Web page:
Aug 06, 2020 Editorial Comments Off on A woman made of the finest steel
After the honeymoon glow of her appointment had worn off, Justice (Ret’d) Claudette Singh ran into a blizzard of suspicion. In view of how events played out for long months at a time, it would be far more accurate to say that the blizzards and avalanches and mudslides all dumped on her head. But through all of this, Ms. Singh, showed she was made of the finest steel, never bowing or bending, even though the breaking point had to have threatened on more than one occasion.
In a singular Guyanese example of courage under fire, Ms. Singh was a rare profile in rarer courage. We salute her for never flinching. We hail her for never swerving. And we laud for remaining unflappable in the face of a tsunami of overwhelming situations all fraught with the raw edges of Guyanese bigotries, the unsparing realities of our accumulated political malice.
Now that there is a moment of temporary calm, we here at this paper take a moment to look at where things are today, and a little bit more of how she did. The first thing that should be said is this: as long as there is one Guyanese somewhere with one breath in his or her body, there will be disagreement and fury, if not controversy, over the final moments leading up to the declaration developments at GECOM. No matter how much we commend her for a job well done, and the rest of Guyana also, there will be someone, highly likely many, who takes serious objection to this narrative and position of ours.
Nonetheless with that duly acknowledged and discerned, it would take an alien who is a total stranger to the ways of Guyana, and especially its now settled elections culture, to not pay tribute to how the Chairwoman of GECOM, Ms. Claudette Singh, conducted herself, managed the business before her, and herded the bag of unruly cats that were part of her charge. Concerning the latter, that would be the six politically named commissioners to GECOM.
It could not have been easy. It certainly was never smooth or without blemish, where over a million eyes and ears waited to question and condemn, and to second guess and scorn, this decision or that, the next pause or movement, and on and on ad infinitum.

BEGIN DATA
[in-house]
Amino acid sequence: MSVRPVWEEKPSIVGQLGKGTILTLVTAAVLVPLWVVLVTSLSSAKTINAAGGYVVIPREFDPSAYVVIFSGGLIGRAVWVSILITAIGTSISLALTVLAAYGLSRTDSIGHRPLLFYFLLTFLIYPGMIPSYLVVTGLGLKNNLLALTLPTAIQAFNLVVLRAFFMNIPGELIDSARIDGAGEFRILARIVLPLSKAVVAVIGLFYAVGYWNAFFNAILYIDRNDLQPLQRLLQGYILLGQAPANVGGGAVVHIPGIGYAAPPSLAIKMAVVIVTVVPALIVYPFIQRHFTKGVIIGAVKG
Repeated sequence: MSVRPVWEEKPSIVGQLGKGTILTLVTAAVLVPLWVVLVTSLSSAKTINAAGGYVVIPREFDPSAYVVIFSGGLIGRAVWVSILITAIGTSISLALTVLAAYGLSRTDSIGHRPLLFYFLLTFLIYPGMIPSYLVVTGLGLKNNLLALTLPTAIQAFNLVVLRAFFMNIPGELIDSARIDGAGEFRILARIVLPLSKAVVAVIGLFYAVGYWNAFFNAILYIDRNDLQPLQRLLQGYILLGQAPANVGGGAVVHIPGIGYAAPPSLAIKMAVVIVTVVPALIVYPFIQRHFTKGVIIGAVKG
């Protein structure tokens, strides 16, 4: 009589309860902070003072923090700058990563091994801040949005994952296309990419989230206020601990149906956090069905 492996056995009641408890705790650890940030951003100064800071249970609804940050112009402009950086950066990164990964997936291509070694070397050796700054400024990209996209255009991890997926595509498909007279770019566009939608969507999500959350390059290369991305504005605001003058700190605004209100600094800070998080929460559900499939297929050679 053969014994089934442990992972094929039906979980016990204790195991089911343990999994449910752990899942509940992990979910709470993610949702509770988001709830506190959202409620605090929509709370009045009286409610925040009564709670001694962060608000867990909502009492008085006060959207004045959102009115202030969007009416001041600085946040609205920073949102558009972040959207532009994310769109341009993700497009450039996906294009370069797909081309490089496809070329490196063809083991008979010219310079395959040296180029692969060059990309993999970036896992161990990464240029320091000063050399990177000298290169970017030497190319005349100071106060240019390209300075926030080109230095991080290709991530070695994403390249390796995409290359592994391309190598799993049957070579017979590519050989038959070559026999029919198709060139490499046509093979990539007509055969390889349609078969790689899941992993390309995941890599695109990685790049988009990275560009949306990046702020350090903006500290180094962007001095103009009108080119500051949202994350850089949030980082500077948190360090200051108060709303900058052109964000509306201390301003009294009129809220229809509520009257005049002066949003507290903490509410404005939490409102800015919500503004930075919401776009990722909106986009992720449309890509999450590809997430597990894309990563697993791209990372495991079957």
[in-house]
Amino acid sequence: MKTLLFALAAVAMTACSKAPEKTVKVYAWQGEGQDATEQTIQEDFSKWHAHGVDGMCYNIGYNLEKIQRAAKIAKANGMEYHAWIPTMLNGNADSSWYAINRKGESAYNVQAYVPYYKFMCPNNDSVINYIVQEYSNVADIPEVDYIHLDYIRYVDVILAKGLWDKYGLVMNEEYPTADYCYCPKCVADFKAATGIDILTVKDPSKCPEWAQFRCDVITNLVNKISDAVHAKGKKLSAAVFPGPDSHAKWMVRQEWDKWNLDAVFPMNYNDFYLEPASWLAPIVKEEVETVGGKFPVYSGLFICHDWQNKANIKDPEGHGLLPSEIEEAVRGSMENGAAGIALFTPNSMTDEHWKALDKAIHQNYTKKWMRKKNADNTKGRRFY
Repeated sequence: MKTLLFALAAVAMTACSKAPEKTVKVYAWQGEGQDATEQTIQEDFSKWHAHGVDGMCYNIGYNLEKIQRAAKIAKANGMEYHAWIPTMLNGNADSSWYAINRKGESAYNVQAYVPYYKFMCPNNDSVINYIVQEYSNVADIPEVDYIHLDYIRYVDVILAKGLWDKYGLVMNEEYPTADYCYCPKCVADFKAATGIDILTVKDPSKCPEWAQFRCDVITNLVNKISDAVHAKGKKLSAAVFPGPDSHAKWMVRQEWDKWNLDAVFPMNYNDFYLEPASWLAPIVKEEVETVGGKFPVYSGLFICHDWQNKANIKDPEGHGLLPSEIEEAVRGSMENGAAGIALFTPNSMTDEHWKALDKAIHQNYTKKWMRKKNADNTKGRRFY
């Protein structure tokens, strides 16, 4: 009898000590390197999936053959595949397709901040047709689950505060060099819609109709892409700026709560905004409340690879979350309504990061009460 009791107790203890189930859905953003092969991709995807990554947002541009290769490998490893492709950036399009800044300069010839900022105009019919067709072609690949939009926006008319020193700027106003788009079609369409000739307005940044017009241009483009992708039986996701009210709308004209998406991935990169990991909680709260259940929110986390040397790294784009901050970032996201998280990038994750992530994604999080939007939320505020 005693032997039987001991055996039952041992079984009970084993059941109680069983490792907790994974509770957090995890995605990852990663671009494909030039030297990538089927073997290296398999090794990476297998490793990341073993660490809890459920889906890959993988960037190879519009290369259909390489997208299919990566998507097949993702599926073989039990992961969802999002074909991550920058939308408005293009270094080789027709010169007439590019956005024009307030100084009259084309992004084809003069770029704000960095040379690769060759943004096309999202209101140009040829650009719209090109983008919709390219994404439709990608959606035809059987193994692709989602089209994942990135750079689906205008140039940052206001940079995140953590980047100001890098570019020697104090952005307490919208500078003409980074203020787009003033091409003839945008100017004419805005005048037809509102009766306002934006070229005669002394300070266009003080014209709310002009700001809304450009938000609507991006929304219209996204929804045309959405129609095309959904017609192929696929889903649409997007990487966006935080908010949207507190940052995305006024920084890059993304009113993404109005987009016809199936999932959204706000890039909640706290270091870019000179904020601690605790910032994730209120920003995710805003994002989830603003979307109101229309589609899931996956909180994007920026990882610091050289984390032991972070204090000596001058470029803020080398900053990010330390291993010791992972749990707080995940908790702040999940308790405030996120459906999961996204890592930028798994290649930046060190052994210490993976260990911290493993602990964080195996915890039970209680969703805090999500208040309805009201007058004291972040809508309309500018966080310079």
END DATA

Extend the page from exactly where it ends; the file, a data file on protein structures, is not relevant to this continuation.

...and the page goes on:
Because of the nature of the job and the extremely sensitive responsibilities attached to it, Chair Singh was not able to respond to critics, to argue with dissenters, or to convince cynics.
Ms. Singh had to take it all on the chin and remain standing, without appearing to be ruffled and, believe it or not, without seeming to sweat. Some were low blows that questioned her integrity, that labeled her prejudiced, and that had to have hurt with the accumulated vileness. We here in Guyana owe this daughter of the soil for her steadfast devotion to the task at hand and her unerring instinct to think on her feet and be confident enough and strong enough to make decision after decision that everyone knew was sure to provoke the greatest of anger, and the worst of insults flowing from suspicions about the most biased of motives.
We are familiar with such situations since we have come in for more than our share of the savaging and searing. And is because of this that we can empathize deeply with Justice Singh. For this is what Guyana and Guyanese are about sometimes when they do not get their way, when they feel thwarted, and they look for someone at which to lash out blindly and woundingly. This was the lot, time and again, of Chairwoman Singh, who through it all stood her ground and did her duty, regardless of how the cookie crumbled.
Like we said earlier, and this is regardless of how her final decision(s) has been received, Ms. Singh did her duty and showed all of us what it means to be courageous and withstand withering fire from all angles and all comers. If only we had more like her in the many.
To Chairwoman Claudette Singh we say: well done, very well done!
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